Oh, bother

I hate working in confined spaces.

I look up in irritation. The knuckles on my mouse-hand have just brushed against a pile of paper on my desk. I push the paper away impatiently, muttering under my breath.

Who put it there, anyway?

Truly confined spaces like tight tunnels are out of the question, of course. I had to let the International Space Station folks down easy.

I clench my teeth in aggravation. This is my umpteenth flip through this pile of paper, looking for the one piece I need this time. With no horizontal space, I pile the rejects atop the printer as I go, and try to ignore the occasional sheet making an unauthorized break for the floor.

Why has no one better organized my office?

Even spaces that require me to restrain my natural gestures are not my happy place.

I frown in frustration. The cutting board is jammed against the roasting pan jammed against the knife block jammed into the counter’s corner, leaving me no room to change my angle of slightly-dull-carving-knife attack on this slightly undercooked turkey.

Who put all this stupid stuff on my counter?

My shoulders hunch, my breathing shallows, my patience dims (and it never glows what you’d call brightly).

I roll my eyes in exasperation. My quick elliptical beating with a fork is slopping egg onto the counter. Somehow the soup/cereal bowl that is perfect for breaking up two or three eggs is proving miserably inadequate for four.

Why didn’t someone give me a just-slightly bigger bowl to use?

In truth, my working conditions are entirely under my control. I can place piles of paper out of the way of my mouse-hand to avoid inadvertent contact. I can sort my piles of paper into folders to minimize searching time. I can think ahead all of 10 seconds to the inevitable next steps when I take a dagnabbed turkey out of the oven. I can choose the bowl in which I break up eggs based on the number of those eggs.

I hiss in annoyance. My shoulders are high and tight as I tentatively roll out the pie pastry. The counter’s backsplash won’t accommodate the sweeping stroke needed to obtain an even result with minimal handling: not working front to back, and not working sideways from the end of the kitchen island.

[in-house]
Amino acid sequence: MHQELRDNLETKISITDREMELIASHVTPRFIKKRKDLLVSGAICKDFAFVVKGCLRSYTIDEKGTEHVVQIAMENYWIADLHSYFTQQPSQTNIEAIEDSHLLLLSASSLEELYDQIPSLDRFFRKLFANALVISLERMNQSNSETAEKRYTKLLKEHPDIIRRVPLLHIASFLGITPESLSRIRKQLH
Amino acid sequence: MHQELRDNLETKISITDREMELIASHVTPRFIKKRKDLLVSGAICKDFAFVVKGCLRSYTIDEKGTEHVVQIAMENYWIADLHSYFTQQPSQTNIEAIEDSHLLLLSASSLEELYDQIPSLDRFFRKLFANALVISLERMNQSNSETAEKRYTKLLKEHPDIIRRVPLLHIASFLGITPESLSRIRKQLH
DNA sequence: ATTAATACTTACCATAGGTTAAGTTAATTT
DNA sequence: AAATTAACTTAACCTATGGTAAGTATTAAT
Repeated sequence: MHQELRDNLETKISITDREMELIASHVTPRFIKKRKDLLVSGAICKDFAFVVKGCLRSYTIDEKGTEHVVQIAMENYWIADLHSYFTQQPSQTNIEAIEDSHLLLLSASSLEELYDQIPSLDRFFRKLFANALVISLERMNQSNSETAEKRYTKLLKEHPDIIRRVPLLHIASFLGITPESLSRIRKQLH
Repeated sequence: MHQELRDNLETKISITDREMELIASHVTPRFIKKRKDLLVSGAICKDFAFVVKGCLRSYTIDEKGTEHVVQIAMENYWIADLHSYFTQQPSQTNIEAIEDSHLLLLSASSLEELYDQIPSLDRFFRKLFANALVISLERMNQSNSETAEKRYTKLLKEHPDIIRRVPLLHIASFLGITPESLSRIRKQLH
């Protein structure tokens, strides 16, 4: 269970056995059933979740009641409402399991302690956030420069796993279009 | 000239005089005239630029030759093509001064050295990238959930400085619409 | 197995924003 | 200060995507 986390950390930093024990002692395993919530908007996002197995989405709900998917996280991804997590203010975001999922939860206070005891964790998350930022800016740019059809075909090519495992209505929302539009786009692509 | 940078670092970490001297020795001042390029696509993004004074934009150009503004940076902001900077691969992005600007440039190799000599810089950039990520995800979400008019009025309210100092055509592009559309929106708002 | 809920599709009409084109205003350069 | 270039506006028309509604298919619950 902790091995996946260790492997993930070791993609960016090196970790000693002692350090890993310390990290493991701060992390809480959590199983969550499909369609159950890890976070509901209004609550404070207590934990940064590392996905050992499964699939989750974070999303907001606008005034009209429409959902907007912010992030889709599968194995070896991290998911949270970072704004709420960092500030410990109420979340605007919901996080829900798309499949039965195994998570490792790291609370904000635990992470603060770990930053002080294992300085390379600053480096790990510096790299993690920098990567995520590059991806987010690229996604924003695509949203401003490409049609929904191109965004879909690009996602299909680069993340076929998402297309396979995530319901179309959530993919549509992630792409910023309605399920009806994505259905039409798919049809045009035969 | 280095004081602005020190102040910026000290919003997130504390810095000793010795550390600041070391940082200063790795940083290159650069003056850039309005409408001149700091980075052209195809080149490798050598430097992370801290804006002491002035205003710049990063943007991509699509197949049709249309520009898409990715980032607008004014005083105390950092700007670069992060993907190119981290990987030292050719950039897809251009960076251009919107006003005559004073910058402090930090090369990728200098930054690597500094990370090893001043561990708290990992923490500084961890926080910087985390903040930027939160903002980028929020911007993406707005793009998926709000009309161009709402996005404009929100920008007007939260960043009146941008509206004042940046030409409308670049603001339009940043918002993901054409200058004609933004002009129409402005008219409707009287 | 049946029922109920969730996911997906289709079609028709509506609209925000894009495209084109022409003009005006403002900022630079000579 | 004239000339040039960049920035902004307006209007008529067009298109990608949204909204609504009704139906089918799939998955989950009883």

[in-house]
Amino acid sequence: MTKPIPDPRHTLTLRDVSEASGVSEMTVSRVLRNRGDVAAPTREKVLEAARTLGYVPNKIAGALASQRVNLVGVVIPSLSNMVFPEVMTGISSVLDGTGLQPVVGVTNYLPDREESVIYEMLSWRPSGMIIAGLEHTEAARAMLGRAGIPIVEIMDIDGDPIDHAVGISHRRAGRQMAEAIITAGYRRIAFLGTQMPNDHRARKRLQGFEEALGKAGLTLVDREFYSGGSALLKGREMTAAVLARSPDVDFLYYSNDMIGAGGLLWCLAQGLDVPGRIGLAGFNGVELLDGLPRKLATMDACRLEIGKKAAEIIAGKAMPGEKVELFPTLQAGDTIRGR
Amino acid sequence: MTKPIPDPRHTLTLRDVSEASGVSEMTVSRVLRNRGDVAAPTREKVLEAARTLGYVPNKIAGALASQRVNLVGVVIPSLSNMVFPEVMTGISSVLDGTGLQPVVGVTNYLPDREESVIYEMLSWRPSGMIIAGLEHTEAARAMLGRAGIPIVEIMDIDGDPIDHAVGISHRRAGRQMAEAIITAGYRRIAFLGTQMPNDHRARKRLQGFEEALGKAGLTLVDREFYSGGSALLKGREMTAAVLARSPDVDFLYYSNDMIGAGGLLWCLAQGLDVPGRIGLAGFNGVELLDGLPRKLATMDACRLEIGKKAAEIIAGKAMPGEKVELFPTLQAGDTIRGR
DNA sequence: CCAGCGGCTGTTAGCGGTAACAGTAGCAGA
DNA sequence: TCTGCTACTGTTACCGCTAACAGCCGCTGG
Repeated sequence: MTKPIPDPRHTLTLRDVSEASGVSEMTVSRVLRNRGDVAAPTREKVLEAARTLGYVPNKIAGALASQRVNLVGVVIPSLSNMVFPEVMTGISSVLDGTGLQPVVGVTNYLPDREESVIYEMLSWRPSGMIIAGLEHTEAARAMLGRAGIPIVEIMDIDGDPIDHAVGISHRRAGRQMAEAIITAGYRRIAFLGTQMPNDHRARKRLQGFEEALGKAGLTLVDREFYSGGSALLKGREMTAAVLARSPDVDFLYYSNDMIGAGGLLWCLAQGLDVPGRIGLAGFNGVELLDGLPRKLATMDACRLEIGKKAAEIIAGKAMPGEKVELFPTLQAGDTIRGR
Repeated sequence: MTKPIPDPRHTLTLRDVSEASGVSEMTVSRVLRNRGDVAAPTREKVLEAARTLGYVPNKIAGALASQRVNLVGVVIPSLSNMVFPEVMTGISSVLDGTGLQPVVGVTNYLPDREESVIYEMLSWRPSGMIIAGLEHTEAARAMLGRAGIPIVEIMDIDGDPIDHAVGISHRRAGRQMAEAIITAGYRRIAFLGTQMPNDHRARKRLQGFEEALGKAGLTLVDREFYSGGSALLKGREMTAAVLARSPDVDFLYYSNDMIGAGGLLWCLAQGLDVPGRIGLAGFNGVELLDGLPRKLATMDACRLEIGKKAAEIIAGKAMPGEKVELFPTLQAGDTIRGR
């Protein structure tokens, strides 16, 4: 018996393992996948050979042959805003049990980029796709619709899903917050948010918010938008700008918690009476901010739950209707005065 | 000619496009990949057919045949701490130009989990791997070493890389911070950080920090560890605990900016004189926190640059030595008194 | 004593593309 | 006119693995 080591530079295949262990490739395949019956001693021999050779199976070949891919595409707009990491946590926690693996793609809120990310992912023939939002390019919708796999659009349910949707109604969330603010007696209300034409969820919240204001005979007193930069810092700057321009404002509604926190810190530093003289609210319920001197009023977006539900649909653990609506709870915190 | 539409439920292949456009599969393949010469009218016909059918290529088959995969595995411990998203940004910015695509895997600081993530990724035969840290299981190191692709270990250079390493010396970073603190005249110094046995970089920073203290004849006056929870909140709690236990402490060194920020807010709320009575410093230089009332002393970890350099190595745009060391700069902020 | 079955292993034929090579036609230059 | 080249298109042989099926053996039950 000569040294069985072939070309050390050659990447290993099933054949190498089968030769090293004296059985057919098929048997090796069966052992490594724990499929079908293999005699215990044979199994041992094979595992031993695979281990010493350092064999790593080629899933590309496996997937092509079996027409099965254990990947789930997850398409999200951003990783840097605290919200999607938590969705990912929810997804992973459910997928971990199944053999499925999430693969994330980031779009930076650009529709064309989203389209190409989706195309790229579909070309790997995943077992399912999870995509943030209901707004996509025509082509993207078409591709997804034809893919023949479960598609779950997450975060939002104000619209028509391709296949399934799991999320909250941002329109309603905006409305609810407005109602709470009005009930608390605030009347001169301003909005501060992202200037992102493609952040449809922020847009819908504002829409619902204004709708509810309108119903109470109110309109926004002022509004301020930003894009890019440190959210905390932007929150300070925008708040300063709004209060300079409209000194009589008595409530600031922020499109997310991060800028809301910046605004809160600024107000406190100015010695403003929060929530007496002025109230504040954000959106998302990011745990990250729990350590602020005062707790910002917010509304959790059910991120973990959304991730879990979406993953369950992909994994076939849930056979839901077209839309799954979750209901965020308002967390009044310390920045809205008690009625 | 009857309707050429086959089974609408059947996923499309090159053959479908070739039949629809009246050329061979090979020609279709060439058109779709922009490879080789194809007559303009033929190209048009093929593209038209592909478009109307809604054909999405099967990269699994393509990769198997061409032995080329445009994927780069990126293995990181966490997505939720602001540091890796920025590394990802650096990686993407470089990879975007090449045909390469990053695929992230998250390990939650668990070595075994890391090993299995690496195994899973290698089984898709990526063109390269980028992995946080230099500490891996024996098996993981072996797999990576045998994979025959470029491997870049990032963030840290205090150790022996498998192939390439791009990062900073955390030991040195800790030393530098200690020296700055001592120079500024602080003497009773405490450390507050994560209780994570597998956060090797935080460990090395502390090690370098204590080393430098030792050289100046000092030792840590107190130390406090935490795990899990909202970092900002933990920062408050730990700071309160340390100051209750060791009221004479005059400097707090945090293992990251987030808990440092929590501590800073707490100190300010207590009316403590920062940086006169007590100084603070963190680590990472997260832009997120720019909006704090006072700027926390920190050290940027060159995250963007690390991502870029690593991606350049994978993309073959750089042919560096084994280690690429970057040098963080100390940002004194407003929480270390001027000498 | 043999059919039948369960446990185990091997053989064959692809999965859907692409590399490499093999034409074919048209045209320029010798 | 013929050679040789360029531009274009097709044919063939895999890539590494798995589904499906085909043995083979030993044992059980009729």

Why haven’t I learned to roll out pastry on the floor?

Oh, bother. Not *all* my working conditions are *entirely* under my control. All the more reason to do what I can, where I can, to avoid the botheration of confined spaces, saving that precious store of patience for when it’s really needed.

 

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6 Responses to Oh, bother

  1. Tom Watson says:

    Isabel
    A lot of bothering going on there.
    You need a vacation?

    Or maybe there’s a Murphy’s Law for that. Dunno, something such as, “If there’s anything that can bother us, it will.”
    Tom

  2. Ha Ha Ha! You (and I) are among the most accomplished of organizers so it’s not our fault. The fault, dear Isabel, is not in ourselves but in our stars that we have been asked by those cosmic forces to do more than is humanly possible in these constrictions of counters and bowls and island space. I am guessing, of course, that the turkey was not strictly for your consumption, that the eggs ditto, and likewise the pie pastry. Recalling the extreme levels of neatness, cleanliness, and orderliness of my premarital abodes I can certainly fault others for demanding the time and attention that would otherwise clear the current clutter — and I’ll bet you can, too.

    • Isabel Gibson says:

      Laurna – Well, in that context, I don’t resent the constraints quite so much. Who wouldn’t want to put time into other people instead of a clean desk?

  3. barbara carlson says:

    As you read about, I spent a year pitching stuff to clear my head and my shelves. Over 6,000 items (some multiples) and it didn’t change my material environment at all and I am not a hoarder! It just reduced the already neat piles.
    Everything in our adjoining condos has a home and is usually in it. No homeless objects.
    But… there is something about this Time Out of Time right now that is making me ratty. Not surprised you are striking out against Things — which can and do fight back which I found when trying to Pitch some of them.

    After 7 months with our stuff and same routines day after day, life is beginning to feel like House Arrest — a very pleasant house to be in for John and me, but … the sameness does now seem never ending.

    • Isabel Gibson says:

      Barbara – LOL. Ratty, eh? Possibly. But those piles of paper better watch out, nonetheless. (And it is notable how even a small break — a car ride, a patio meet-up — can make a big difference in my mental health.)

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